That's the man who wrote "Wichita Lineman": Jimmy Webb. In all the years we've been running this series, we've never gotten around to a Jimmy Webb song, and I always figured that, when we did, it would be "Up, Up and Away", which is such a buoyant piece of pure pop, or "Didn't We?", an intense and intimate ballad that Sinatra loved, or even "MacArthur Park", whose reliable presence on all those Worst Songs of All Time lists only testifies to how loved it is, even the disco version. (Mr Webb's most recent book, by the way, is called The Cake and the Rain, and is a great and revealing read.) Webb was born in 1946 in Elk City, Oklahoma and raised in Wichita Falls, Texas, where his dad was enrolled in J Frank Norris' Bible Baptist Seminary. That's a very different kind of upbringing from a lot of the songwriters we feature here. Recently, for Sydney's Neighbourhood paper, Roger Norris asked Webb "if the sense of space in his songs comes from growing up in Oklahoma and Texas". The songwriter agreed:
I'm almost claustrophobic. I start feeling hemmed in very quickly. To me, the ocean strikes the same chord in my mind as the high plains of Oklahoma, which are basically flat. The old timers up there say 'You stand up on this little hill right here. You can see for fifty miles over into New Mexico.' Well, it's probably true. You can see a hell of a long way out there.
That feeling of boundlessness, I get chills a little bit thinking about it.
Webb didn't hear a lot of pop music growing up, because his father was a Baptist minister and didn't approve of it. As it happens, the very first record he bought as an adolescent was Glen Campbell's first ever hit record, "Turn Around, Look at Me" - and his ambition thereafter was one day to write a song that Glen Campbell would record. The family was now living in California, where young Jimmy was studying music. Then his mother died, and dad decided to move the family back to Oklahoma. The teenage Jimmy wanted to stay, and try to make it as a songwriter in Los Angeles. His father declared that this music bug was going to "break your heart", but gave him 40 bucks and wished him well. Still in his teens, he landed a song on the Supremes' Christmas album. "Up, Up and Away" and "By the Time I Get to Phoenix" followed shortly after.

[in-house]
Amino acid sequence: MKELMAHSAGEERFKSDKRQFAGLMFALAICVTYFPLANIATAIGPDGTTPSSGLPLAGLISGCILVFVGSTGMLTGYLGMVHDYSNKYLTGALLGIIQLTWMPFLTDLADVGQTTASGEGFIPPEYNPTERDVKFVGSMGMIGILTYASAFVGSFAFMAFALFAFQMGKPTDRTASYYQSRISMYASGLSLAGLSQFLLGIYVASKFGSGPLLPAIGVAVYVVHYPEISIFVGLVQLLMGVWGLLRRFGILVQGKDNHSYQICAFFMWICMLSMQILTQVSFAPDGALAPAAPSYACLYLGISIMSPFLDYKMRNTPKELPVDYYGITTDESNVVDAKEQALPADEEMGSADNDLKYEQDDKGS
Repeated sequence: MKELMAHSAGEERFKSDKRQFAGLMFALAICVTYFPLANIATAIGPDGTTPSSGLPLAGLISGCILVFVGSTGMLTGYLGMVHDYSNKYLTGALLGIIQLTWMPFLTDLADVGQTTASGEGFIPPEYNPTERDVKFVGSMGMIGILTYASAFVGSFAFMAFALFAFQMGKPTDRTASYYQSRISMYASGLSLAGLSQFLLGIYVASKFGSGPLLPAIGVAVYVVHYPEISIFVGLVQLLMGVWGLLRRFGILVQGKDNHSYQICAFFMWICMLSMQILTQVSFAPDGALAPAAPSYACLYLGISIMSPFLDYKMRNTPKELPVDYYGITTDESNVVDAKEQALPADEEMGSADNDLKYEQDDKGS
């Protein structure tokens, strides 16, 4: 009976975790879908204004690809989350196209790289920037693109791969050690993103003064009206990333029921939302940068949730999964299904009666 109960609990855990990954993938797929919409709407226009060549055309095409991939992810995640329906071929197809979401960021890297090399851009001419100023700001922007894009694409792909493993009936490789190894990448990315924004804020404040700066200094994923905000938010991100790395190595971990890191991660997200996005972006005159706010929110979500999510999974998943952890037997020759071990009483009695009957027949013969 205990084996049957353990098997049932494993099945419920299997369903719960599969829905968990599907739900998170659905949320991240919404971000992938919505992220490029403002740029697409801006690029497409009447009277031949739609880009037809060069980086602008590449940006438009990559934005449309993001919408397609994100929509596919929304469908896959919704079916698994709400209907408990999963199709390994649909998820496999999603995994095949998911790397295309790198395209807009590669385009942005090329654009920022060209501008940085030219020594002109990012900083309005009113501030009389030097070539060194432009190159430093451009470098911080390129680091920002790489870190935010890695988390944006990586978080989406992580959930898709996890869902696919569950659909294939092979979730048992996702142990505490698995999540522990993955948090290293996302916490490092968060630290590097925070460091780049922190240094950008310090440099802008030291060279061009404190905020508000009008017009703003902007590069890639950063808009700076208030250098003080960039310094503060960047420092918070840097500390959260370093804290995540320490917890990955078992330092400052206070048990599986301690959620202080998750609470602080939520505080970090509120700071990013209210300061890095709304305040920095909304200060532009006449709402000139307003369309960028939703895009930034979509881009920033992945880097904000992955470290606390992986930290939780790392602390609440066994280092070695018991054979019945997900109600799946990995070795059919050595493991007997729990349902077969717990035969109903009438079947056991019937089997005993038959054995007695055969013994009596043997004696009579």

The first records on "Phoenix" were by Johnny Rivers and Tony Martin. The big balladeer of "Stranger in Paradise" and "Kiss of Fire", Tony Martin had been signed to Motown Records because Berry Gordy didn't want his company to be just a black soul label, and hiring a white standards singer married to Cyd Charisse was the easiest way to demonstrate that. There's nothing wrong with Tony Martin's "Phoenix", but it wasn't until Glen Campbell recorded it that the song took off. After which everybody did it.
In October 1968, Campbell called Jimmy Webb and said he'd really appreciate another song that was like "Phoenix" - "something about a town". With the cockiness of youth, Jimmy told Glen that the Rand McNally phase of his career was over. Campbell persevered: Okay, if not a town, how about "something geographical"?
It was the first time Webb had been asked to write a song to order, for a particular performer - and in this case his very favorite performer. As usual, they wanted it that day, so Webb pottered around:
I had been driving around northern Oklahoma, an area that's real flat and remote â€“ almost surreal in its boundless horizons and infinite distances. I'd seen a lineman up on a telephone pole, talking on the phone. It was such a curiosity to see a human being perched up there.
Imagine trying to pitch that to a publisher or producer: "It's a song about this guy who works for the utilities company..." But Webb meant it:
I am a lineman for the county
And I drive the main road
Searchin' in the sun for another overload...
He saw the poetry in the isolation: